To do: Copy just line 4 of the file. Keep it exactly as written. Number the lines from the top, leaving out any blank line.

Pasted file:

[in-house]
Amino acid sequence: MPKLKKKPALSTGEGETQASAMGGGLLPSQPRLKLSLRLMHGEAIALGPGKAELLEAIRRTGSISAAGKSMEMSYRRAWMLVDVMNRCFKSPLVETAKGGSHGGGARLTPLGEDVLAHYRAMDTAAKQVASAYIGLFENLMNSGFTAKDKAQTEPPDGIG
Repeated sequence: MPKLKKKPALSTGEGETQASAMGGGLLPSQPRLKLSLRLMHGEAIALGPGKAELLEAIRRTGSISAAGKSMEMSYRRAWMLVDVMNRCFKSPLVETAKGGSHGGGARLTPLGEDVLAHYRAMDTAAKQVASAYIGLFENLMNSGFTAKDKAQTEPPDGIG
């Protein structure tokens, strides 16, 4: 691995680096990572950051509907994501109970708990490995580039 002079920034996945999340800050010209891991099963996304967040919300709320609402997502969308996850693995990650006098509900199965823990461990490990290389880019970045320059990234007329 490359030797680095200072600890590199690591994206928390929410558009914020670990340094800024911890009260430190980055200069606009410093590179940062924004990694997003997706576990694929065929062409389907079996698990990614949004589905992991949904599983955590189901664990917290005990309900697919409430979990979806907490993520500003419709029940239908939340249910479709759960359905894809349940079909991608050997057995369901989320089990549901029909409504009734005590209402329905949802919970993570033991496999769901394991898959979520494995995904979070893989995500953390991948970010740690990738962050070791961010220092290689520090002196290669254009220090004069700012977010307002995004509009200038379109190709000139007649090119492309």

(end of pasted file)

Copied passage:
């Protein structure tokens, strides 16, 4: 691995680096990572950051509907994501109970708990490995580039 002079920034996945999340800050010209891991099963996304967040919300709320609402997502969308996850693995990650006098509900199965823990461990490990290389880019970045320059990234007329 490359030797680095200072600890590199690591994206928390929410558009914020670990340094800024911890009260430190980055200069606009410093590179940062924004990694997003997706576990694929065929062409389907079996698990990614949004589905992991949904599983955590189901664990917290005990309900697919409430979990979806907490993520500003419709029940239908939340249910479709759960359905894809349940079909991608050997057995369901989320089990549901029909409504009734005590209402329905949802919970993570033991496999769901394991898959979520494995995904979070893989995500953390991948970010740690990738962050070791961010220092290689520090002196290669254009220090004069700012977010307002995004509009200038379109190709000139007649090119492309």